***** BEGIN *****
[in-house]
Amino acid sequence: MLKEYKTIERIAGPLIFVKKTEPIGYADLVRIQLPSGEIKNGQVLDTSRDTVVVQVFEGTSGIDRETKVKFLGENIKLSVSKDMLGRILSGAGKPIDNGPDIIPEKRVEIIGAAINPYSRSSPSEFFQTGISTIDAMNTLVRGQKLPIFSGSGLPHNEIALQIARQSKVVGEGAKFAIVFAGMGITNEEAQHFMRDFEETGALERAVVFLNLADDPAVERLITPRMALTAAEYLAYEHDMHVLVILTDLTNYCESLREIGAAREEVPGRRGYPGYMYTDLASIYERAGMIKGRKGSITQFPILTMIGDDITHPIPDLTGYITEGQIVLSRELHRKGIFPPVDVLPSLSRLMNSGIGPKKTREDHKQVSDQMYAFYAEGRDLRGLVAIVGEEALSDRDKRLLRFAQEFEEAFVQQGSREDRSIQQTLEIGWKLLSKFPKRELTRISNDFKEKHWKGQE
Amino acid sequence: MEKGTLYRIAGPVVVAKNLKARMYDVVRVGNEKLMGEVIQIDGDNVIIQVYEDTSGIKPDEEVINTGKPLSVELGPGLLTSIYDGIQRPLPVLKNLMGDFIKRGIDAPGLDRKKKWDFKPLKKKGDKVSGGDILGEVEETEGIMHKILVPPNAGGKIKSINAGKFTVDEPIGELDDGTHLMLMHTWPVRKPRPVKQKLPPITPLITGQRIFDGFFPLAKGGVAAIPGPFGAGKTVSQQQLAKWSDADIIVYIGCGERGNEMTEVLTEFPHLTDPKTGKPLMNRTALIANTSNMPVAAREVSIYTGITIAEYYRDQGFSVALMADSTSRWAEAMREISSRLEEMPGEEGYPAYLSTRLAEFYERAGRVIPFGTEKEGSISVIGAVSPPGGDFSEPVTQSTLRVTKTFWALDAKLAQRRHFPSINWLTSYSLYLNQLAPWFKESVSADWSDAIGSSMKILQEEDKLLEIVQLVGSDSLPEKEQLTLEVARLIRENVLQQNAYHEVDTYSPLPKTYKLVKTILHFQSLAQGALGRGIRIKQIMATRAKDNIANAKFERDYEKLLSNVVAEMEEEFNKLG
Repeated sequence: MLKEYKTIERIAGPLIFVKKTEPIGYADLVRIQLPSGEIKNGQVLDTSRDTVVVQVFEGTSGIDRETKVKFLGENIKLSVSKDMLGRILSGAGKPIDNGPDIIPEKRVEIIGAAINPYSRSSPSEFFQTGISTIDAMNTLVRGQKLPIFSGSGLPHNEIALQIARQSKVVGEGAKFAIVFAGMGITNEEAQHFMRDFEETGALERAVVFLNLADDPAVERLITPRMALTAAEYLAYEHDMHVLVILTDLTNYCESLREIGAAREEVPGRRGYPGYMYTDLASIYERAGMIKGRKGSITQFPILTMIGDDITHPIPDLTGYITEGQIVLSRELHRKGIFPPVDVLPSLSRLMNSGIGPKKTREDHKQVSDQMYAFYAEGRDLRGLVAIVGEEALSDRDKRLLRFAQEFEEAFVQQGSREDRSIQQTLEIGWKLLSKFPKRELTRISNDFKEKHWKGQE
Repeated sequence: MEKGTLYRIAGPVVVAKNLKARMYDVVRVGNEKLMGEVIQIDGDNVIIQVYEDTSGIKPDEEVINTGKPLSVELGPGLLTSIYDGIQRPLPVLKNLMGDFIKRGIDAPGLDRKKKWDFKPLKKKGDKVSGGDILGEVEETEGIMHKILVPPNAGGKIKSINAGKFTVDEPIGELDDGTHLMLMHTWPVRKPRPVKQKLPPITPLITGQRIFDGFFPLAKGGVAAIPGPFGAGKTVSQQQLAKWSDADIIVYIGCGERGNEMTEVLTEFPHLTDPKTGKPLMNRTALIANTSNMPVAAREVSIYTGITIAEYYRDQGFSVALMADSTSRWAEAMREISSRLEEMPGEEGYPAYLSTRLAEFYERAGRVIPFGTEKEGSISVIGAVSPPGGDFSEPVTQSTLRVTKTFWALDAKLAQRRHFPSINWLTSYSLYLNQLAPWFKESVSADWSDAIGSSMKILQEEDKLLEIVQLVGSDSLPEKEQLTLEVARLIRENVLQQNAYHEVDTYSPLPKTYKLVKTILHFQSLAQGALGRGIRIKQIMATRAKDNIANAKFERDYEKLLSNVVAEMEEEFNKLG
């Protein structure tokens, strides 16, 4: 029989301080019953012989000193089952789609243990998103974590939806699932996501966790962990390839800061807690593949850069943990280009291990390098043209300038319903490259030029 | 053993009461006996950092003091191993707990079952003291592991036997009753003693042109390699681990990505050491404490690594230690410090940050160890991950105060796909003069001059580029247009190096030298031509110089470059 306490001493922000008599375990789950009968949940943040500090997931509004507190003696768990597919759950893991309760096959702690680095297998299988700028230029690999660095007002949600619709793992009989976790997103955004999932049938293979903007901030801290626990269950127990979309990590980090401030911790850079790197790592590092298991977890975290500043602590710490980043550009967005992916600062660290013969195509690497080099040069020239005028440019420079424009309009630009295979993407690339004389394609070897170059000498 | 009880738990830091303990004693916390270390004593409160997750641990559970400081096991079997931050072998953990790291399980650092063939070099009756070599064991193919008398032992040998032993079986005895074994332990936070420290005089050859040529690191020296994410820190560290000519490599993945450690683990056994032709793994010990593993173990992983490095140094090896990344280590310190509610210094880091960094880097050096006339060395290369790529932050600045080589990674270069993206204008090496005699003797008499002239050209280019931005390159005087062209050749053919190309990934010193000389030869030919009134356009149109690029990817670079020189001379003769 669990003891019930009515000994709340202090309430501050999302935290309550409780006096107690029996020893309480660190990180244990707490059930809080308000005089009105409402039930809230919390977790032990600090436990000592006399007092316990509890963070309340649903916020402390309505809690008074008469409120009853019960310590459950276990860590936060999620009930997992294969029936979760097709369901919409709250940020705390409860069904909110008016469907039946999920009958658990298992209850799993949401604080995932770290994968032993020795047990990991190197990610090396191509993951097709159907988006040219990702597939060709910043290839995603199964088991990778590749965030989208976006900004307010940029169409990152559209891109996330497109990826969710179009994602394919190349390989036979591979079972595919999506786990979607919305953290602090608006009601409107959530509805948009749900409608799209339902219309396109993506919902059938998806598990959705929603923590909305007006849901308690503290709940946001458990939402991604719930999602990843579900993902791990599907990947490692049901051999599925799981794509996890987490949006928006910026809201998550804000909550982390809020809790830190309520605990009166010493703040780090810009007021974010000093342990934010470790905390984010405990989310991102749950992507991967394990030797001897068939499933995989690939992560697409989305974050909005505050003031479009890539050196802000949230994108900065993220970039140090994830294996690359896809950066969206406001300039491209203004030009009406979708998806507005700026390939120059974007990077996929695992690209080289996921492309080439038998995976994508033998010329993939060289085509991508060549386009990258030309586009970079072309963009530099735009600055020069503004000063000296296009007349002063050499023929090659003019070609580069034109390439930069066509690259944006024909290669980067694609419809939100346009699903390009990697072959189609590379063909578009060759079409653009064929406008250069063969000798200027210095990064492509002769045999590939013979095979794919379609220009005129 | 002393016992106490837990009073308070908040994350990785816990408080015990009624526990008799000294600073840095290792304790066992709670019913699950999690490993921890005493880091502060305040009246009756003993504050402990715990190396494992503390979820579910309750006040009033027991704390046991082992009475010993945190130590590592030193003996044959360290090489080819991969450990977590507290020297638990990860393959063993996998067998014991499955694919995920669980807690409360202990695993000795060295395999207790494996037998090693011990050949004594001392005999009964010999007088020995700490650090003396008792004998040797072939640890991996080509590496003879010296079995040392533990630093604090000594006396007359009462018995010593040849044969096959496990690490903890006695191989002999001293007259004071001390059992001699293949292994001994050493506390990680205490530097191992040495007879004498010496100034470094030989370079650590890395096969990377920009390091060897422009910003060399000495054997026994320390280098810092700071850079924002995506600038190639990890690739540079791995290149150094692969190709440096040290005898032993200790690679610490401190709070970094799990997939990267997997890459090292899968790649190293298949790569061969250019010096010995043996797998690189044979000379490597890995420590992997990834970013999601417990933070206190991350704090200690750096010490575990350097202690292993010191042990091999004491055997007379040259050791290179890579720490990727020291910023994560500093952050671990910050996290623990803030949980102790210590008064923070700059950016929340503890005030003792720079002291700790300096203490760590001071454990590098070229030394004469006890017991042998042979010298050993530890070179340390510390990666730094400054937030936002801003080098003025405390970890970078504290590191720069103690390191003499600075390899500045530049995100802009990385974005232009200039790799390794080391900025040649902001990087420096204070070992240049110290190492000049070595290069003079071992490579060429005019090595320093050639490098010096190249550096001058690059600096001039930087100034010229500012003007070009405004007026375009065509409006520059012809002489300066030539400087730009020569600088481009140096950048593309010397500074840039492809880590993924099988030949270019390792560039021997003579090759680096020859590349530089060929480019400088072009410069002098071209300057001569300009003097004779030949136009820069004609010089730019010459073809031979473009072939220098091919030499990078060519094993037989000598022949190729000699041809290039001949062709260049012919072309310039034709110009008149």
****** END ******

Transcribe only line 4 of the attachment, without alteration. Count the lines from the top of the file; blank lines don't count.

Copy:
Repeated sequence: MLKEYKTIERIAGPLIFVKKTEPIGYADLVRIQLPSGEIKNGQVLDTSRDTVVVQVFEGTSGIDRETKVKFLGENIKLSVSKDMLGRILSGAGKPIDNGPDIIPEKRVEIIGAAINPYSRSSPSEFFQTGISTIDAMNTLVRGQKLPIFSGSGLPHNEIALQIARQSKVVGEGAKFAIVFAGMGITNEEAQHFMRDFEETGALERAVVFLNLADDPAVERLITPRMALTAAEYLAYEHDMHVLVILTDLTNYCESLREIGAAREEVPGRRGYPGYMYTDLASIYERAGMIKGRKGSITQFPILTMIGDDITHPIPDLTGYITEGQIVLSRELHRKGIFPPVDVLPSLSRLMNSGIGPKKTREDHKQVSDQMYAFYAEGRDLRGLVAIVGEEALSDRDKRLLRFAQEFEEAFVQQGSREDRSIQQTLEIGWKLLSKFPKRELTRISNDFKEKHWKGQE